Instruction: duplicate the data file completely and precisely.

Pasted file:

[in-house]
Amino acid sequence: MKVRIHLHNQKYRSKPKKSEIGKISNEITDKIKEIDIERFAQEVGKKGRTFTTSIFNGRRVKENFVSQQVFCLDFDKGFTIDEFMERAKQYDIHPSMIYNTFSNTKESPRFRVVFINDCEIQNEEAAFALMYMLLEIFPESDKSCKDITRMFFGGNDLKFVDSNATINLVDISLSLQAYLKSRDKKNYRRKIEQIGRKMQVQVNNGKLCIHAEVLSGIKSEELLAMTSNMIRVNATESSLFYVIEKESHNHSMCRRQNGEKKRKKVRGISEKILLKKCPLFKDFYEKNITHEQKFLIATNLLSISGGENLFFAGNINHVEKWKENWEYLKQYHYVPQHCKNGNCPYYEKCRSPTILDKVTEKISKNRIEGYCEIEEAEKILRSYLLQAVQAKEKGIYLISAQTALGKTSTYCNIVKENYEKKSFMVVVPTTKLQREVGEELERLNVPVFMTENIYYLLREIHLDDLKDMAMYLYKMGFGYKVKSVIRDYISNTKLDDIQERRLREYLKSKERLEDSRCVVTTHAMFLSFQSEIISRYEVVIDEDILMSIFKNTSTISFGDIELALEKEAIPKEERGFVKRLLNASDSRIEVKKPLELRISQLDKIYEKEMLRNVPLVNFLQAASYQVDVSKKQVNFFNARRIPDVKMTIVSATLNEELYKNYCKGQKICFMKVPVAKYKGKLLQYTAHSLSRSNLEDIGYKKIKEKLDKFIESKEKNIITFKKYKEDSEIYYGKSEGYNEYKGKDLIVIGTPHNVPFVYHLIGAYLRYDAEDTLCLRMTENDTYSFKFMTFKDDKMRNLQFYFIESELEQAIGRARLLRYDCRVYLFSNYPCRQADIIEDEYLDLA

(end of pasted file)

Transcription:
[in-house]
Amino acid sequence: MKVRIHLHNQKYRSKPKKSEIGKISNEITDKIKEIDIERFAQEVGKKGRTFTTSIFNGRRVKENFVSQQVFCLDFDKGFTIDEFMERAKQYDIHPSMIYNTFSNTKESPRFRVVFINDCEIQNEEAAFALMYMLLEIFPESDKSCKDITRMFFGGNDLKFVDSNATINLVDISLSLQAYLKSRDKKNYRRKIEQIGRKMQVQVNNGKLCIHAEVLSGIKSEELLAMTSNMIRVNATESSLFYVIEKESHNHSMCRRQNGEKKRKKVRGISEKILLKKCPLFKDFYEKNITHEQKFLIATNLLSISGGENLFFAGNINHVEKWKENWEYLKQYHYVPQHCKNGNCPYYEKCRSPTILDKVTEKISKNRIEGYCEIEEAEKILRSYLLQAVQAKEKGIYLISAQTALGKTSTYCNIVKENYEKKSFMVVVPTTKLQREVGEELERLNVPVFMTENIYYLLREIHLDDLKDMAMYLYKMGFGYKVKSVIRDYISNTKLDDIQERRLREYLKSKERLEDSRCVVTTHAMFLSFQSEIISRYEVVIDEDILMSIFKNTSTISFGDIELALEKEAIPKEERGFVKRLLNASDSRIEVKKPLELRISQLDKIYEKEMLRNVPLVNFLQAASYQVDVSKKQVNFFNARRIPDVKMTIVSATLNEELYKNYCKGQKICFMKVPVAKYKGKLLQYTAHSLSRSNLEDIGYKKIKEKLDKFIESKEKNIITFKKYKEDSEIYYGKSEGYNEYKGKDLIVIGTPHNVPFVYHLIGAYLRYDAEDTLCLRMTENDTYSFKFMTFKDDKMRNLQFYFIESELEQAIGRARLLRYDCRVYLFSNYPCRQADIIEDEYLDLA